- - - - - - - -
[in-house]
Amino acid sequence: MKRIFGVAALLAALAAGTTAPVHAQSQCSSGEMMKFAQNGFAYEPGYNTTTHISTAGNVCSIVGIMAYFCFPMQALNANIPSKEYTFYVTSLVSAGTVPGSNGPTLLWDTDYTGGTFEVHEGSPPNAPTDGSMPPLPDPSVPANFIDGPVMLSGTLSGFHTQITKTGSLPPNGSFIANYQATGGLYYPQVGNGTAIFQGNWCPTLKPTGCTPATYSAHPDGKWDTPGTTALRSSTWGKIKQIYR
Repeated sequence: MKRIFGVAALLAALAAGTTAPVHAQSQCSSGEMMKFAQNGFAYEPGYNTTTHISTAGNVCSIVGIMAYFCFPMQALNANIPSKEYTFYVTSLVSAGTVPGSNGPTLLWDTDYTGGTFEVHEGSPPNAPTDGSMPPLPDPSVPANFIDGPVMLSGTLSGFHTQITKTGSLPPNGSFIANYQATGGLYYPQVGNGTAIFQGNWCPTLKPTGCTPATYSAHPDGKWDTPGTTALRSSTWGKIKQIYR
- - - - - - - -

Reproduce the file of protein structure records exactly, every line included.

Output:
[in-house]
Amino acid sequence: MKRIFGVAALLAALAAGTTAPVHAQSQCSSGEMMKFAQNGFAYEPGYNTTTHISTAGNVCSIVGIMAYFCFPMQALNANIPSKEYTFYVTSLVSAGTVPGSNGPTLLWDTDYTGGTFEVHEGSPPNAPTDGSMPPLPDPSVPANFIDGPVMLSGTLSGFHTQITKTGSLPPNGSFIANYQATGGLYYPQVGNGTAIFQGNWCPTLKPTGCTPATYSAHPDGKWDTPGTTALRSSTWGKIKQIYR
Repeated sequence: MKRIFGVAALLAALAAGTTAPVHAQSQCSSGEMMKFAQNGFAYEPGYNTTTHISTAGNVCSIVGIMAYFCFPMQALNANIPSKEYTFYVTSLVSAGTVPGSNGPTLLWDTDYTGGTFEVHEGSPPNAPTDGSMPPLPDPSVPANFIDGPVMLSGTLSGFHTQITKTGSLPPNGSFIANYQATGGLYYPQVGNGTAIFQGNWCPTLKPTGCTPATYSAHPDGKWDTPGTTALRSSTWGKIKQIYR